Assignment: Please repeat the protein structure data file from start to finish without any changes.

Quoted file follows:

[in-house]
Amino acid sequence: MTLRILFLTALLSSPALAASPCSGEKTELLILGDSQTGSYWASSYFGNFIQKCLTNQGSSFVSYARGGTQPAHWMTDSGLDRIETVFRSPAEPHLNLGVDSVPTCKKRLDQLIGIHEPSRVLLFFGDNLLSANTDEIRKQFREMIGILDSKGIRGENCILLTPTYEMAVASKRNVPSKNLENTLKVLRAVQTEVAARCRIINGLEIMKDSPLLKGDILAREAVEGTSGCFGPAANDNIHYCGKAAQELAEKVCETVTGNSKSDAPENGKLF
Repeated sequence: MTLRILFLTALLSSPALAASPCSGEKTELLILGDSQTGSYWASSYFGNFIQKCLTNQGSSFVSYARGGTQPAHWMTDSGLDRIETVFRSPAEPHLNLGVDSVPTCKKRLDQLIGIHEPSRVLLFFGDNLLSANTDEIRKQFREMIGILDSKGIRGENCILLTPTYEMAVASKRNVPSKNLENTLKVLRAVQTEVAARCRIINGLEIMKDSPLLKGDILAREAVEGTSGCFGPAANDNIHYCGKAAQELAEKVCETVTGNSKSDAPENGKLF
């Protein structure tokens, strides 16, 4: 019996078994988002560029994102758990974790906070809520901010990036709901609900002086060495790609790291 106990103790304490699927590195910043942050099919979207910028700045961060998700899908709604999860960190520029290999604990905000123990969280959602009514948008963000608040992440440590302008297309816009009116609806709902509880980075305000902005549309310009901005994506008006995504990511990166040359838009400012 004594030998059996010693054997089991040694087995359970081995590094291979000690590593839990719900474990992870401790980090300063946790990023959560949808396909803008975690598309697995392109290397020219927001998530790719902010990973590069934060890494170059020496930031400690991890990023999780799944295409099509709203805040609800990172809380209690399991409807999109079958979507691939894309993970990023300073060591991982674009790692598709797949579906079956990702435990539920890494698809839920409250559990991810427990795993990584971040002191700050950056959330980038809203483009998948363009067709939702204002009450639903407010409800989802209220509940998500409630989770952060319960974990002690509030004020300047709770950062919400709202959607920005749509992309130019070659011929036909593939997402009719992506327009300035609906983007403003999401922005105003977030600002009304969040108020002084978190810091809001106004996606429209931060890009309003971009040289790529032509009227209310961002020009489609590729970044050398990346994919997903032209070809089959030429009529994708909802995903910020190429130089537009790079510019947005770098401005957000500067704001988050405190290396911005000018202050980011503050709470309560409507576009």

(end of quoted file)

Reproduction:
[in-house]
Amino acid sequence: MTLRILFLTALLSSPALAASPCSGEKTELLILGDSQTGSYWASSYFGNFIQKCLTNQGSSFVSYARGGTQPAHWMTDSGLDRIETVFRSPAEPHLNLGVDSVPTCKKRLDQLIGIHEPSRVLLFFGDNLLSANTDEIRKQFREMIGILDSKGIRGENCILLTPTYEMAVASKRNVPSKNLENTLKVLRAVQTEVAARCRIINGLEIMKDSPLLKGDILAREAVEGTSGCFGPAANDNIHYCGKAAQELAEKVCETVTGNSKSDAPENGKLF
Repeated sequence: MTLRILFLTALLSSPALAASPCSGEKTELLILGDSQTGSYWASSYFGNFIQKCLTNQGSSFVSYARGGTQPAHWMTDSGLDRIETVFRSPAEPHLNLGVDSVPTCKKRLDQLIGIHEPSRVLLFFGDNLLSANTDEIRKQFREMIGILDSKGIRGENCILLTPTYEMAVASKRNVPSKNLENTLKVLRAVQTEVAARCRIINGLEIMKDSPLLKGDILAREAVEGTSGCFGPAANDNIHYCGKAAQELAEKVCETVTGNSKSDAPENGKLF
């Protein structure tokens, strides 16, 4: 019996078994988002560029994102758990974790906070809520901010990036709901609900002086060495790609790291 106990103790304490699927590195910043942050099919979207910028700045961060998700899908709604999860960190520029290999604990905000123990969280959602009514948008963000608040992440440590302008297309816009009116609806709902509880980075305000902005549309310009901005994506008006995504990511990166040359838009400012 004594030998059996010693054997089991040694087995359970081995590094291979000690590593839990719900474990992870401790980090300063946790990023959560949808396909803008975690598309697995392109290397020219927001998530790719902010990973590069934060890494170059020496930031400690991890990023999780799944295409099509709203805040609800990172809380209690399991409807999109079958979507691939894309993970990023300073060591991982674009790692598709797949579906079956990702435990539920890494698809839920409250559990991810427990795993990584971040002191700050950056959330980038809203483009998948363009067709939702204002009450639903407010409800989802209220509940998500409630989770952060319960974990002690509030004020300047709770950062919400709202959607920005749509992309130019070659011929036909593939997402009719992506327009300035609906983007403003999401922005105003977030600002009304969040108020002084978190810091809001106004996606429209931060890009309003971009040289790529032509009227209310961002020009489609590729970044050398990346994919997903032209070809089959030429009529994708909802995903910020190429130089537009790079510019947005770098401005957000500067704001988050405190290396911005000018202050980011503050709470309560409507576009």